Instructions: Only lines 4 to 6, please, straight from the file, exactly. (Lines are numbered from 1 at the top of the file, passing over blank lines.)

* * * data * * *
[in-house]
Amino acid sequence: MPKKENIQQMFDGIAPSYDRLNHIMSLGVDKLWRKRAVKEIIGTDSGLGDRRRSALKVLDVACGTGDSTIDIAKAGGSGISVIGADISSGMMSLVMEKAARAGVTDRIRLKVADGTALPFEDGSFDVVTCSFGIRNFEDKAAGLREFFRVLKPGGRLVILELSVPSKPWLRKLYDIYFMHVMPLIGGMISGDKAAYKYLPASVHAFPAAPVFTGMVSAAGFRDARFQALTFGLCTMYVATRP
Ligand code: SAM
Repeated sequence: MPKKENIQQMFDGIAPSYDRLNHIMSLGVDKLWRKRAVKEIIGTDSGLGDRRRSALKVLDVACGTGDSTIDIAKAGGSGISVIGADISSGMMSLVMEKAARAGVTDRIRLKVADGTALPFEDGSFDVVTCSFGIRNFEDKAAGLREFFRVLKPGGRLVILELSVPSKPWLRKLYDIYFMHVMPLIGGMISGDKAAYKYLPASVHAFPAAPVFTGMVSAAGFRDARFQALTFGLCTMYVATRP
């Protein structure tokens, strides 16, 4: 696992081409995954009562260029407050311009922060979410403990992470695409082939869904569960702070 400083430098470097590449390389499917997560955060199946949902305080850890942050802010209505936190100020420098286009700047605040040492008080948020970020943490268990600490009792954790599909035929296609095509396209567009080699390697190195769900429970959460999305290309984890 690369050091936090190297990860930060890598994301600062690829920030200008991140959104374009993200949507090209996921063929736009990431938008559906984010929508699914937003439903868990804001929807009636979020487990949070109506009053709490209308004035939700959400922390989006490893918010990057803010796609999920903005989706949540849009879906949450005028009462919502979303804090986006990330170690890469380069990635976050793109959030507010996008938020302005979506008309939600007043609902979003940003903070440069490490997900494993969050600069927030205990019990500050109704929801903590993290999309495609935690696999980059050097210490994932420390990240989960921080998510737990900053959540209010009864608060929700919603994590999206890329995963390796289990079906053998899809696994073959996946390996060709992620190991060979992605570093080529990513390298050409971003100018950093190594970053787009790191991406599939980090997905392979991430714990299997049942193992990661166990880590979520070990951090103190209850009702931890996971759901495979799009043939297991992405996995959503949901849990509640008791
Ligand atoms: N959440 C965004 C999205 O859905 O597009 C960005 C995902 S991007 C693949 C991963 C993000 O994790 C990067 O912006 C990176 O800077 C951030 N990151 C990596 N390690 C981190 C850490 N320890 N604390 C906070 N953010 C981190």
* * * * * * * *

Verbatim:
Repeated sequence: MPKKENIQQMFDGIAPSYDRLNHIMSLGVDKLWRKRAVKEIIGTDSGLGDRRRSALKVLDVACGTGDSTIDIAKAGGSGISVIGADISSGMMSLVMEKAARAGVTDRIRLKVADGTALPFEDGSFDVVTCSFGIRNFEDKAAGLREFFRVLKPGGRLVILELSVPSKPWLRKLYDIYFMHVMPLIGGMISGDKAAYKYLPASVHAFPAAPVFTGMVSAAGFRDARFQALTFGLCTMYVATRP
């Protein structure tokens, strides 16, 4: 696992081409995954009562260029407050311009922060979410403990992470695409082939869904569960702070 400083430098470097590449390389499917997560955060199946949902305080850890942050802010209505936190100020420098286009700047605040040492008080948020970020943490268990600490009792954790599909035929296609095509396209567009080699390697190195769900429970959460999305290309984890 690369050091936090190297990860930060890598994301600062690829920030200008991140959104374009993200949507090209996921063929736009990431938008559906984010929508699914937003439903868990804001929807009636979020487990949070109506009053709490209308004035939700959400922390989006490893918010990057803010796609999920903005989706949540849009879906949450005028009462919502979303804090986006990330170690890469380069990635976050793109959030507010996008938020302005979506008309939600007043609902979003940003903070440069490490997900494993969050600069927030205990019990500050109704929801903590993290999309495609935690696999980059050097210490994932420390990240989960921080998510737990900053959540209010009864608060929700919603994590999206890329995963390796289990079906053998899809696994073959996946390996060709992620190991060979992605570093080529990513390298050409971003100018950093190594970053787009790191991406599939980090997905392979991430714990299997049942193992990661166990880590979520070990951090103190209850009702931890996971759901495979799009043939297991992405996995959503949901849990509640008791
Ligand atoms: N959440 C965004 C999205 O859905 O597009 C960005 C995902 S991007 C693949 C991963 C993000 O994790 C990067 O912006 C990176 O800077 C951030 N990151 C990596 N390690 C981190 C850490 N320890 N604390 C906070 N953010 C981190």